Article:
Improve company productivity with a Business Account.Sign Up

x
  • Status: Solved
  • Priority: Medium
  • Security: Public
  • Views: 368
  • Last Modified:

using symlink as virtual directory in Tomcat, can I block directory browsing?

I am using a symlink in Tomcat's ROOT directory to create a "virtual directory" without using Apache or another webserver.

So I do the following on Red Hat 7.2:

cd $TOMCAT_HOME/webapps/ROOT
ln -s /repository/assets assets

However, my problem is that a savvy user can enter the following in their browser:  http://myserver.com/assets

and view all the files in this directory.  Is their any way (chmod) with permissions to disable directory browsing?

The other thing I though we could do would be to change the ROOT application's web.xml to protect these symlink'ed directories.

Thanks,

Matt
0
mraible
Asked:
mraible
1 Solution
 
jlevieCommented:
Anything that you were to do at the file system level to keep folks from browing a directory is going to keep the web server from accessing the directory. If you don't want users to see the contents of a directory you have to configure the web server to prevent that access. That's easy enough to do with an Apache server, and I'd guess that something similar should be possible with Tomcat.
0
 
mraibleAuthor Commented:
that's the problem - I'm not using a webserver to create this virtual directory.  Just a symlink.
0
 
jlevieCommented:
It is entirely possible that I missed it in the Tomcat documentation, but I don't see any way to limit access to a directory unless Tomcat is running under a Web server. There are one or two things in the FAQ about limitations, but they all reference the use of Apache's config directives.
0
Free Tool: Port Scanner

Check which ports are open to the outside world. Helps make sure that your firewall rules are working as intended.

One of a set of tools we are providing to everyone as a way of saying thank you for being a part of the community.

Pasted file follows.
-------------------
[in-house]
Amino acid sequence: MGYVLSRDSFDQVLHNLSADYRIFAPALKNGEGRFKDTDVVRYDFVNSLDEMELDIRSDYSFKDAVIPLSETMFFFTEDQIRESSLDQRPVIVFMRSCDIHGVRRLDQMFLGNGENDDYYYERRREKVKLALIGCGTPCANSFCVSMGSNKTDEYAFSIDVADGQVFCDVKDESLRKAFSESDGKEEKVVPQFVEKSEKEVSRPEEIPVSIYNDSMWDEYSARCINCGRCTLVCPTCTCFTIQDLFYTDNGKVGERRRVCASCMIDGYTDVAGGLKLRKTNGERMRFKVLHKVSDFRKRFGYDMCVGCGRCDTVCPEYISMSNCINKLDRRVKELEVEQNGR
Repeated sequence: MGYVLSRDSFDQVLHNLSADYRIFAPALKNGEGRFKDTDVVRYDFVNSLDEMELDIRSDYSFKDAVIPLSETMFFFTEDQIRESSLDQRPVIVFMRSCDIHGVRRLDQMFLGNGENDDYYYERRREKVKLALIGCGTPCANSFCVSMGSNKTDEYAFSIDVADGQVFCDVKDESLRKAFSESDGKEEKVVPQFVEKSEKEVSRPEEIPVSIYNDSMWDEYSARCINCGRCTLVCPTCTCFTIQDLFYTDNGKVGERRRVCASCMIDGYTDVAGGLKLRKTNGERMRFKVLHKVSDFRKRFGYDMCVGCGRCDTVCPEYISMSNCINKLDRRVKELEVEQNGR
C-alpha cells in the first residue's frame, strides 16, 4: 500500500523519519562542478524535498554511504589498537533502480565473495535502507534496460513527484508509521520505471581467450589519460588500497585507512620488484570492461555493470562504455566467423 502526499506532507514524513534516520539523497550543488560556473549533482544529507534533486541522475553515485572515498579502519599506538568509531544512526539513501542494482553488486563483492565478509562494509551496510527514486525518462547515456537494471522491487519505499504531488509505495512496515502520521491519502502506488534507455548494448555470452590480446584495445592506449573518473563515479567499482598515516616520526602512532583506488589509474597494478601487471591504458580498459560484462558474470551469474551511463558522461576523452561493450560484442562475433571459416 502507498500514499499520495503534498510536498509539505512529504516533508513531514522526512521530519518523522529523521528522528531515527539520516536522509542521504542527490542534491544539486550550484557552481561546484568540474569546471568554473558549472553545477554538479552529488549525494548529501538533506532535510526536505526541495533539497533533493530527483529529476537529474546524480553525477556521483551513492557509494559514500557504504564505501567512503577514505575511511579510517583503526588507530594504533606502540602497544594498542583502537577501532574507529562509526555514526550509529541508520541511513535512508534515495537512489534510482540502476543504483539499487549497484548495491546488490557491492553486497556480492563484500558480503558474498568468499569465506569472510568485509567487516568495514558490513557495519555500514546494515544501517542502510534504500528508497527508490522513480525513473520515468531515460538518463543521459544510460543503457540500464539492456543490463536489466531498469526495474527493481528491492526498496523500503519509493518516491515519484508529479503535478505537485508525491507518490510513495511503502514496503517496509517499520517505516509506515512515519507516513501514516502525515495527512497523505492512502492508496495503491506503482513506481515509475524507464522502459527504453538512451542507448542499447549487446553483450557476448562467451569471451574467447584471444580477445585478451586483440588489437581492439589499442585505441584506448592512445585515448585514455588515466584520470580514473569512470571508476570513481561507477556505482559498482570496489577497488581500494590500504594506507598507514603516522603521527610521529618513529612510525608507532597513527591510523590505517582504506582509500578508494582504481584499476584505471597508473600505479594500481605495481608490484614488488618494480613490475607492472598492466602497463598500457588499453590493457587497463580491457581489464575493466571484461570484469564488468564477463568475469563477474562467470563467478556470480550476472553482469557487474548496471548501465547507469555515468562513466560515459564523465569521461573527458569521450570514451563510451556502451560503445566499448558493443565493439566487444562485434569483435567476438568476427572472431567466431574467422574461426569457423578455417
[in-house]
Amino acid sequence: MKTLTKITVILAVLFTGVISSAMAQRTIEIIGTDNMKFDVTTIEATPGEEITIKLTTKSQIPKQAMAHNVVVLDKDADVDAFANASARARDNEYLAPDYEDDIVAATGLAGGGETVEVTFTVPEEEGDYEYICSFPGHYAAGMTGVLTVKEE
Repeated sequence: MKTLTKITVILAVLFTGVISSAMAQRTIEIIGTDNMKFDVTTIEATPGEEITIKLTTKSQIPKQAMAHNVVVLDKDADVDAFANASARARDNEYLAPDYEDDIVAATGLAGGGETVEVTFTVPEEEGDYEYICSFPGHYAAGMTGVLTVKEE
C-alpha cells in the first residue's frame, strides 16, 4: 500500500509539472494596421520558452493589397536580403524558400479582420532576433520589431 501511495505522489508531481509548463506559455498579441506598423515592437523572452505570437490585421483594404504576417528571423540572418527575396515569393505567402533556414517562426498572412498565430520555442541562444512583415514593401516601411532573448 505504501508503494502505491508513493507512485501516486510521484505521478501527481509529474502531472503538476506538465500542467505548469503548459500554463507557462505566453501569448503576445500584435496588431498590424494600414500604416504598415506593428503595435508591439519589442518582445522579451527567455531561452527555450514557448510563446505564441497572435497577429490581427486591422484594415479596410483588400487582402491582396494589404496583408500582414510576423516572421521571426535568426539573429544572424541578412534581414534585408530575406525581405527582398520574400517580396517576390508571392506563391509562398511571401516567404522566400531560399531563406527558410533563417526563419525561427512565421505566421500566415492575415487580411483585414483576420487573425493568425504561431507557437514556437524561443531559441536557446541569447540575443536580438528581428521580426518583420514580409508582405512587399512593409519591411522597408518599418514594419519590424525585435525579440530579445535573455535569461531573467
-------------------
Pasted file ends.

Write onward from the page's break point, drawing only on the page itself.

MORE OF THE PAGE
mraibleAuthor Commented:
Apache does run a webserver as part of it's package - so it will server up *.html, *.gif, etc files.
0
 
mraibleAuthor Commented:
Sorry, I mean Tomcat.
0
 
jlevieCommented:
Right, I realize that Tomcat can do a number of the things that Apache can do. What seems to be missing in Tomcat is the fine grained access control that Apache implements. There are two ways to use Tomcat. As a standalone server and running under Apache. The later method allows for limits to be placed on what clients can see and/or access and is the only way that I saw in the documentation to restrict access.
0
 
CleanupPingCommented:
mraible:
This old question needs to be finalized -- accept an answer, split points, or get a refund.  For information on your options, please click here-> http:/help/closing.jsp#1 
EXPERTS:
Post your closing recommendations!  No comment means you don't care.
0
 
jlevieCommented:
The answer is ther, though it probably wasn't what mraible wanted.
0
 
TheWeakestLinkCommented:
No comment has been added lately, so it's time to clean up this TA.
I will leave a recommendation in the Cleanup topic area that this question is:
Accept comments from jlevie as answer
Please leave any comments here within the next seven days.

PLEASE DO NOT ACCEPT THIS COMMENT AS AN ANSWER!

TheWeakestLink
EE Cleanup Volunteer
0
Question has a verified solution.

Are you are experiencing a similar issue? Get a personalized answer when you ask a related question.

Have a better answer? Share it in a comment.

Join & Write a Comment

Featured Post

Keep up with what's happening at Experts Exchange!

Sign up to receive Decoded, a new monthly digest with product updates, feature release info, continuing education opportunities, and more.

Tackle projects and never again get stuck behind a technical roadblock.
Join Now